Dendrophidion percarinatum differs from species of the D. dendrophis species group (D. dendrophis, D. atlantica, D. nuchale auctorum, D. apharocybe, D. crybelum, D. vinitor) in having a more proximal reduction in the dorsocaudal scales (nearly always >30 in the D. dendrophis group). A high number of subcaudals and divided anal plate will distinguish it from D. apharocybe, D. crybelum, and D. vinitor (<130 sub- caudals and anal plate nearly always single in these species). Dendrophidion dendrophis, D. atlantica, and D. nuchale auctorum have different color patterns (often with extensive dark ventral spots and flecks; see Duellman, 1978: 236–237, 2005: pl. 175; Savage, 2002: 654–655, fig. 11.39c, pls. 413– 415), attain greater sizes than D. percar- inatum, and have several enormously en- larged hemipenial spines (not so enlarged in D. percarinatum). Dendrophidion percari- natum differs from D. boshelli in having 17 midbody scale rows (15 in D. boshelli).
Dendrophidion percarinatum differs from D. paucicarinatum in having pale dorsal crossbands (variably distinct), often has dark longitudinal stripes on the poste- rior body, and has an immaculate venter. Dendrophidion paucicarinatum usually has a more uniformly colored dorsum lacking distinct pale crossbands, has narrow dark lines across the venter in adults and many juveniles, and has a higher number of ventrals (>175) than D. percarinatum (nearly always <170 except occasional individuals from Panama and Colombia; see discussion of geographic variation). Dendrophidion paucicarinatum may have either a single or divided anal plate.
Dendrophidion bivittatum differs from D. percarinatum in having a color pattern consisting of prominent blackish dorsal stripes on the posterior body and a greenish dorsal ground color. Dendrophidion bivitta- tum also has a shorter tail and fewer subcaudals (<60% of SVL and usually <130, respectively) than D. percarinatum. Dendrophidion brunneum has a greenish to brownish dorsum generally without pale crossbands in adults (often with dark stripes or paravertebral punctations and often with dark transverse lines and other markings on the venter). Dendrophidion percarinatum differs from the two new species described herein (D. prolixum and D. graciliverpa) in having a ‘‘robust’’ hemipenial morphotype as char- acterized herein (‘‘gracile’’ in the last two species). Dendrophidion percarinatum also differs from these species in coloration. Dendrophidion prolixum and D. graciliverpa are green on the anterior body (sometimes restricted to the head) and often have narrow dark transverse lines on the anterior edges of ventral scutes, especially on posterior body. Additional differentiating characters and comparisons are given in the diagnoses for the new species.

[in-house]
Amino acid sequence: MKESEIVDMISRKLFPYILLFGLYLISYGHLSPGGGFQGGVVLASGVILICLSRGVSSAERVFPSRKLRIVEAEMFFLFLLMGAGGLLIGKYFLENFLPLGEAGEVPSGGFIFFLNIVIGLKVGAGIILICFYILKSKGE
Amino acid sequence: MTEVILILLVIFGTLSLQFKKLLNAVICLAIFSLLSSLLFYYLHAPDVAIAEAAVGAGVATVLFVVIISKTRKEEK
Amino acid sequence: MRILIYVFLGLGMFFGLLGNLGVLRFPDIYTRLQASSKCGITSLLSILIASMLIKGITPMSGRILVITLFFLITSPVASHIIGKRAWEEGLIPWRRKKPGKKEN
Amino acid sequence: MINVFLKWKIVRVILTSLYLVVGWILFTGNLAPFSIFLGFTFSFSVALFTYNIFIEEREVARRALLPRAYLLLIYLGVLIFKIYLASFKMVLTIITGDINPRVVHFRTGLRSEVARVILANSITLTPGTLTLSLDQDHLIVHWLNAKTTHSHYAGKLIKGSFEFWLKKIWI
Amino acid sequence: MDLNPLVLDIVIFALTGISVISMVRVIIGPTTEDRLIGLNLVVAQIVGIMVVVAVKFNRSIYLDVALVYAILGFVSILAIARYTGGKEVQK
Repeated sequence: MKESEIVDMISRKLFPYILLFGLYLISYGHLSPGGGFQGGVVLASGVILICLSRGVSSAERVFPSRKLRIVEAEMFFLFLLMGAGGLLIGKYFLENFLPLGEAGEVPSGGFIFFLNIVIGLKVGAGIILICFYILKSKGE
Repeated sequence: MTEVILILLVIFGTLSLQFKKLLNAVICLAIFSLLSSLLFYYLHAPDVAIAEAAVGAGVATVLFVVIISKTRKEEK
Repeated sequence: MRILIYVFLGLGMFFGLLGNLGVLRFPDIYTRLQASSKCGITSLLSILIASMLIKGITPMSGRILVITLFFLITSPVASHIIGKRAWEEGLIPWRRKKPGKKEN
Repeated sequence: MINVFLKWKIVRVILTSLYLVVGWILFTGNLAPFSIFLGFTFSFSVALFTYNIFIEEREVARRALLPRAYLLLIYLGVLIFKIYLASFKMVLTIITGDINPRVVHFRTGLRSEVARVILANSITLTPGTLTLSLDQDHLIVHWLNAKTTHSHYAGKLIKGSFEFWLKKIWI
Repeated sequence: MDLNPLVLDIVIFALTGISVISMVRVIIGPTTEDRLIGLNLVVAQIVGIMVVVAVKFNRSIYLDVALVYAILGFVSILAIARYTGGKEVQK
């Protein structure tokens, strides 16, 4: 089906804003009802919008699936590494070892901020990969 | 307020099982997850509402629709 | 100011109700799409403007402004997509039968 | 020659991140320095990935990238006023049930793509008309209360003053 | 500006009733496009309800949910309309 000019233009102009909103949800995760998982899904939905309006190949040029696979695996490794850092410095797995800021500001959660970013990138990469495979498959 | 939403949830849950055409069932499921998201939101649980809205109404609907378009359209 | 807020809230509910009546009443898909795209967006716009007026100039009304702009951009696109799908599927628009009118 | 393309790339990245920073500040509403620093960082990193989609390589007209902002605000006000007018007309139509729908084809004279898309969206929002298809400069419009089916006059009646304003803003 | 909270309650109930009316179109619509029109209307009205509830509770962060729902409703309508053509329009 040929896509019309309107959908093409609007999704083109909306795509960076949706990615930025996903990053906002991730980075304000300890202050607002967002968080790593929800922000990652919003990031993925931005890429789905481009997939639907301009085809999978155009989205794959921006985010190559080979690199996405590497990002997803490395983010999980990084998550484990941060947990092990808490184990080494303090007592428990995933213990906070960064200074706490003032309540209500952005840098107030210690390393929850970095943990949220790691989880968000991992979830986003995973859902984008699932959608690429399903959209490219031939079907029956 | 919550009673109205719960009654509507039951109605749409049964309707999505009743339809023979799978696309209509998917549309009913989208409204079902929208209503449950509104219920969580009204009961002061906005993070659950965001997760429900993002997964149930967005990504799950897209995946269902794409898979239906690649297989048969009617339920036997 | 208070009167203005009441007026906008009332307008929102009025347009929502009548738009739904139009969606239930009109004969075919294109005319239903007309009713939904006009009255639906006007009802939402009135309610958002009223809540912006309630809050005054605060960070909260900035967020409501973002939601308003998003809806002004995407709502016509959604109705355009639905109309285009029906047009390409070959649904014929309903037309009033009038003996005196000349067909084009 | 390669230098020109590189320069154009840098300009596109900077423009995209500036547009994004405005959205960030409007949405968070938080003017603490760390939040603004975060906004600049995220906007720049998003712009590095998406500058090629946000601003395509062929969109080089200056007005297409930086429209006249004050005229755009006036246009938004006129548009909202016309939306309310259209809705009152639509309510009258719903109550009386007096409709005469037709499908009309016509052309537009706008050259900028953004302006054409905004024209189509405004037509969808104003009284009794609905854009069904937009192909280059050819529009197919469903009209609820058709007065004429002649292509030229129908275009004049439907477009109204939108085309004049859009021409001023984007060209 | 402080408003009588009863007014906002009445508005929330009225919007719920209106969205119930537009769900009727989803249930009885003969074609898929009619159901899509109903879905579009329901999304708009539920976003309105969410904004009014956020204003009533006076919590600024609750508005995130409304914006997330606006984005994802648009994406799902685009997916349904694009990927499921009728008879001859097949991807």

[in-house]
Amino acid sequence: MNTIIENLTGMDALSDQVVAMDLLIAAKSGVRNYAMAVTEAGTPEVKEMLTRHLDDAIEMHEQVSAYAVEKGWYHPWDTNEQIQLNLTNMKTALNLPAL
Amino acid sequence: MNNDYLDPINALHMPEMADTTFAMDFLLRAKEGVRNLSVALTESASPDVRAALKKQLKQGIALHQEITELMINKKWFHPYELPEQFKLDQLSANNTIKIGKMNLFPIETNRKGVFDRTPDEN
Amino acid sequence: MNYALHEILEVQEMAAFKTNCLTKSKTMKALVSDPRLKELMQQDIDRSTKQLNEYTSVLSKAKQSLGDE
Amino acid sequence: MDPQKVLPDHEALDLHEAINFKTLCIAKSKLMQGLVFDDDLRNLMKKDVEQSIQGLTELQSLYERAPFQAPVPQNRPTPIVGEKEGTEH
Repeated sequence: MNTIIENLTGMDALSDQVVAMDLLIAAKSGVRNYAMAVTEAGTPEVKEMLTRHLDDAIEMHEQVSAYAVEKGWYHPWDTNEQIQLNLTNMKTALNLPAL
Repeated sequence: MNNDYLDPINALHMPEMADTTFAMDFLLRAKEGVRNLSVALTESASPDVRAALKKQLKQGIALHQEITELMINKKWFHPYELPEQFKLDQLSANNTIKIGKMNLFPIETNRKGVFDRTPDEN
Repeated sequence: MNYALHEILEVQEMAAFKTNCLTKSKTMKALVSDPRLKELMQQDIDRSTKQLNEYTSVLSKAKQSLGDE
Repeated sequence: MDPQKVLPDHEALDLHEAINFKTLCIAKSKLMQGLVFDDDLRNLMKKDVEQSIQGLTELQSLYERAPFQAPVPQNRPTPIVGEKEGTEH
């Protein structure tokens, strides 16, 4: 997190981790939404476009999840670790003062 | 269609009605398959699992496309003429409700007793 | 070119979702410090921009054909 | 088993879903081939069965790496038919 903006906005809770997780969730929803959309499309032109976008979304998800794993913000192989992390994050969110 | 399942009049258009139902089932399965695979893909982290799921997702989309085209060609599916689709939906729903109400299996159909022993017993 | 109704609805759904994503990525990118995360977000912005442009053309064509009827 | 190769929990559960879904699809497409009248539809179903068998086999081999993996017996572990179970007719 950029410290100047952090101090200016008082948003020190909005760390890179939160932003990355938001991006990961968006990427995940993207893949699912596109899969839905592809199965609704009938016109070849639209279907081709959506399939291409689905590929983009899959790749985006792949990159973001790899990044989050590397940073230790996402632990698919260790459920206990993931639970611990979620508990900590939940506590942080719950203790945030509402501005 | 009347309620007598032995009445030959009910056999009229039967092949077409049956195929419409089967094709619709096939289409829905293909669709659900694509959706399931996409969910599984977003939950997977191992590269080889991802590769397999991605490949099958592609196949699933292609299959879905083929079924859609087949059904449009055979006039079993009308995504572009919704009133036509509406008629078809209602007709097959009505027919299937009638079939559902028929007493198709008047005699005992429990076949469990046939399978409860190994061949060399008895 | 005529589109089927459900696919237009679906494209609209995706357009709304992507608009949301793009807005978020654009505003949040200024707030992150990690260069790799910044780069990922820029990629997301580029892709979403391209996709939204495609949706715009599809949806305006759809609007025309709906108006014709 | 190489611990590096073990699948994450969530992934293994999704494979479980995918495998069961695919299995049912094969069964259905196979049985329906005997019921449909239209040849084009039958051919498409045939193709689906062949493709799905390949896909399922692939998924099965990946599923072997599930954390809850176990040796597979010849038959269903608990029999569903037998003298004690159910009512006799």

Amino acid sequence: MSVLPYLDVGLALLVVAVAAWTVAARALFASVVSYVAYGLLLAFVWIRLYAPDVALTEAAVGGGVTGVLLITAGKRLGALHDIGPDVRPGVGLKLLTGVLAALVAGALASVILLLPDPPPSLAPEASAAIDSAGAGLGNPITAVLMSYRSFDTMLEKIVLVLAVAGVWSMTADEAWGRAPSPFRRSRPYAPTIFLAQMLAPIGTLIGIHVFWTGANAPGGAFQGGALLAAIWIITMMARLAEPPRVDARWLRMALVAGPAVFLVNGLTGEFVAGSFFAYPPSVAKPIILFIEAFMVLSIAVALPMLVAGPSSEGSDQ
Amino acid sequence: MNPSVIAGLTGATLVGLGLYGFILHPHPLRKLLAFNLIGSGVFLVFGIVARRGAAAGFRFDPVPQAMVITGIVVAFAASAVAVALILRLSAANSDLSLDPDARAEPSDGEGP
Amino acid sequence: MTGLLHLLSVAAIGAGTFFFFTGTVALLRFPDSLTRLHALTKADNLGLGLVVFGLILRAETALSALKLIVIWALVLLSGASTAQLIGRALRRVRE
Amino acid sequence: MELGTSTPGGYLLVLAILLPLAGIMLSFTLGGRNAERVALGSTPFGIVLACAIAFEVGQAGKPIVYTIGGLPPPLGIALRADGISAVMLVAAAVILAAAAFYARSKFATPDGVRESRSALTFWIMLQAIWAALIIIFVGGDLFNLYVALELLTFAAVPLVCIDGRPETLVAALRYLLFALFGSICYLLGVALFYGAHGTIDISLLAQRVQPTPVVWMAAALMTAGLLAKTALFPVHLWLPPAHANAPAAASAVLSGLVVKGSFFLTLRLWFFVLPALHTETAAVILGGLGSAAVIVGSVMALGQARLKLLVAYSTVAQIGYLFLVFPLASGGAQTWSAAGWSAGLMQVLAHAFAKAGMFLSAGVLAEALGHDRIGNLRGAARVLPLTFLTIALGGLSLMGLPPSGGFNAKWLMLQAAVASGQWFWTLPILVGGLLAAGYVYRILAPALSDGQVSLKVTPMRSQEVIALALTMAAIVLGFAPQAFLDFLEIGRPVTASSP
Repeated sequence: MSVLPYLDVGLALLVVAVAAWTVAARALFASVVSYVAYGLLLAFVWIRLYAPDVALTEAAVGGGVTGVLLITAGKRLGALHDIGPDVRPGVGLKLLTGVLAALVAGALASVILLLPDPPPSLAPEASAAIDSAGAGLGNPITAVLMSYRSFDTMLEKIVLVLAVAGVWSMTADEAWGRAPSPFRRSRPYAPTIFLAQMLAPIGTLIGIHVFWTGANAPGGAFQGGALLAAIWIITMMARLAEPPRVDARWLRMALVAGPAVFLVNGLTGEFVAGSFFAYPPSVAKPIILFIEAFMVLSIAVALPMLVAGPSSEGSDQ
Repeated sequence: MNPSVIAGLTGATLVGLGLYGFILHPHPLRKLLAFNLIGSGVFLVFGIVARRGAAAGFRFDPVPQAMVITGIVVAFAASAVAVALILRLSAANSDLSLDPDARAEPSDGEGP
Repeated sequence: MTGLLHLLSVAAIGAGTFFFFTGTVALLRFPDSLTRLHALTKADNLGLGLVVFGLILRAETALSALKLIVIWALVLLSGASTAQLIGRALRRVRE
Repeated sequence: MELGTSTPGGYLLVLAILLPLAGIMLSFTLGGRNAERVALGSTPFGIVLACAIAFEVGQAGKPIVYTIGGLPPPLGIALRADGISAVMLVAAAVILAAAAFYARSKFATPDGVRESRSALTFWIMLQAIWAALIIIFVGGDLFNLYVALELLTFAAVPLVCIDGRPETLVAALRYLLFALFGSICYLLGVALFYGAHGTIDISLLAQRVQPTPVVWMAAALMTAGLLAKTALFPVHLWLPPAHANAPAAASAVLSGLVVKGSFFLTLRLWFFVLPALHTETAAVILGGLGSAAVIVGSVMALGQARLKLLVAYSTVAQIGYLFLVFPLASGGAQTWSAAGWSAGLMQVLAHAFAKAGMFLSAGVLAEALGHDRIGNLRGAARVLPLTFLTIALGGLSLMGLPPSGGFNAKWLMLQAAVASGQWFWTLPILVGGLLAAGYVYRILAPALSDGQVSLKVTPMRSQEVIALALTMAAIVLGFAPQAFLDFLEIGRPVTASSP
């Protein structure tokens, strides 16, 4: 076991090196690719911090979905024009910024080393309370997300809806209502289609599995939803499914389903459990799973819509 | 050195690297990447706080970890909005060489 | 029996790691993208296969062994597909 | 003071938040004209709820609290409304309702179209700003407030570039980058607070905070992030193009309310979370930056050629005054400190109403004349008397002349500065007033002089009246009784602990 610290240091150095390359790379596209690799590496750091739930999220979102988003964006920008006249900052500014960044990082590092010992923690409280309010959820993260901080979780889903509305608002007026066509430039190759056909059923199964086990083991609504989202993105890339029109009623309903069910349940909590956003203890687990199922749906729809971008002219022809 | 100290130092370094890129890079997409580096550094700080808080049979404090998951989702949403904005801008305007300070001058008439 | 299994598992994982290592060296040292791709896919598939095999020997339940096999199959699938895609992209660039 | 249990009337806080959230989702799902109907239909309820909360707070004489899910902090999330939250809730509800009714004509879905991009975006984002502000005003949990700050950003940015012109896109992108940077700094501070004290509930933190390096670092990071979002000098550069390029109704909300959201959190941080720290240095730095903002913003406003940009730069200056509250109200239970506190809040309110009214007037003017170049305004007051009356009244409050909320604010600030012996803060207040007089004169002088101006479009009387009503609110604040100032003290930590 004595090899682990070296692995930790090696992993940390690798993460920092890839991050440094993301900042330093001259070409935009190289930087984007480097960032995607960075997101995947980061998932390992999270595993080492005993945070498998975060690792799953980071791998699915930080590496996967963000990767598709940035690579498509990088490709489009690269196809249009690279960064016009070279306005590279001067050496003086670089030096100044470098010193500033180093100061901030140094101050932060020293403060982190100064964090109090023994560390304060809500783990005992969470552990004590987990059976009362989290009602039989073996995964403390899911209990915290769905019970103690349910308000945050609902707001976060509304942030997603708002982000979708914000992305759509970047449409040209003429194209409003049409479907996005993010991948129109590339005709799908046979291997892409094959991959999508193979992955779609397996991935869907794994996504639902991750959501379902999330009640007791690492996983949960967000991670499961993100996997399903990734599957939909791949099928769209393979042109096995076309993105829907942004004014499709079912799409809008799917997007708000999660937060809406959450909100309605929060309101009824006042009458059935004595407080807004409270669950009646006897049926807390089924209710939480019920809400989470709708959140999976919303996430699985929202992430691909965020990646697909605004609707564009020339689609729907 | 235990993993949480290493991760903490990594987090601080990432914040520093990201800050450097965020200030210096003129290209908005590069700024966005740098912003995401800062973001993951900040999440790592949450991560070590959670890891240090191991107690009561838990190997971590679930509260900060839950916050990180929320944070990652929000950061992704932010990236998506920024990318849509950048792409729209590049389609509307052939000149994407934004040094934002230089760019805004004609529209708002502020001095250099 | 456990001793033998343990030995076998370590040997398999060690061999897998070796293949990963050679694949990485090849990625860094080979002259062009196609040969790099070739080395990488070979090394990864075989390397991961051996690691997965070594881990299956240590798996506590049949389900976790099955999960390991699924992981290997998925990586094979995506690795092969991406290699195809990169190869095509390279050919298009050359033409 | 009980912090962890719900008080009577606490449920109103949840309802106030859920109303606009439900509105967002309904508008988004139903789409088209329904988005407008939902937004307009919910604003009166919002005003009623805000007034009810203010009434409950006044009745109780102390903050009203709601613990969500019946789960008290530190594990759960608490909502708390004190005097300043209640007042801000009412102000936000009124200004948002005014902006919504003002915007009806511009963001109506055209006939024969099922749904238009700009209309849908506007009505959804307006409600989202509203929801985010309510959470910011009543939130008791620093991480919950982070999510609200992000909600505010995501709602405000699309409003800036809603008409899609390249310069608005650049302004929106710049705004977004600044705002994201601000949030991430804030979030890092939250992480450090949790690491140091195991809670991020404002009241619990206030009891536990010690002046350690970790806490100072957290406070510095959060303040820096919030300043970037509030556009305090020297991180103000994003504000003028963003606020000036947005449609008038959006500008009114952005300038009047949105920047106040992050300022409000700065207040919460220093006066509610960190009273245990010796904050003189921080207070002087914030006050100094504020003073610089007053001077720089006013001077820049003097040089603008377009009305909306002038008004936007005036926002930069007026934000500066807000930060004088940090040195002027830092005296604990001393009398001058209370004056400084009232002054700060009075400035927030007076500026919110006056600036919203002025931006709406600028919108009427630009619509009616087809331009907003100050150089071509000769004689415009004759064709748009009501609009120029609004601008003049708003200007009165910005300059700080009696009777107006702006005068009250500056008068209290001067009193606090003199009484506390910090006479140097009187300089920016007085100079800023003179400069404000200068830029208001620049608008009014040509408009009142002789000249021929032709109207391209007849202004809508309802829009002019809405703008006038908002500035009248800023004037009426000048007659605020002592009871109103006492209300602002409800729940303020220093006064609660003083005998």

|Comment||Relative abundance in Honduras: infrequent|
Sympatry: Dendrophidion percarinatum is sympatric with several other species of Dendro- phidion within its range. The range of D. percarinatum overlaps with D. apharocybe and/or D. nuchale auctorum from Hon- duras to Panama, and all three occur together at some localities (e.g., La Selva Biological Station, Costa Rica). At the Las Cruces Biological Station in southwestern Costa Rica D. percarinatum is sympatric with three other species—D. crybelum, D. nuchale auctorum, and D. paucicarinatum—yielding perhaps the highest species density of Dendrophidion anywhere. In western Colombia the distributions of D. percarinatum, D. prolixum, and D. nuchale auctorum overlap broadly, with two of the three documented sympatrically at several localities; it would be unsurprising to find the three species occurring together.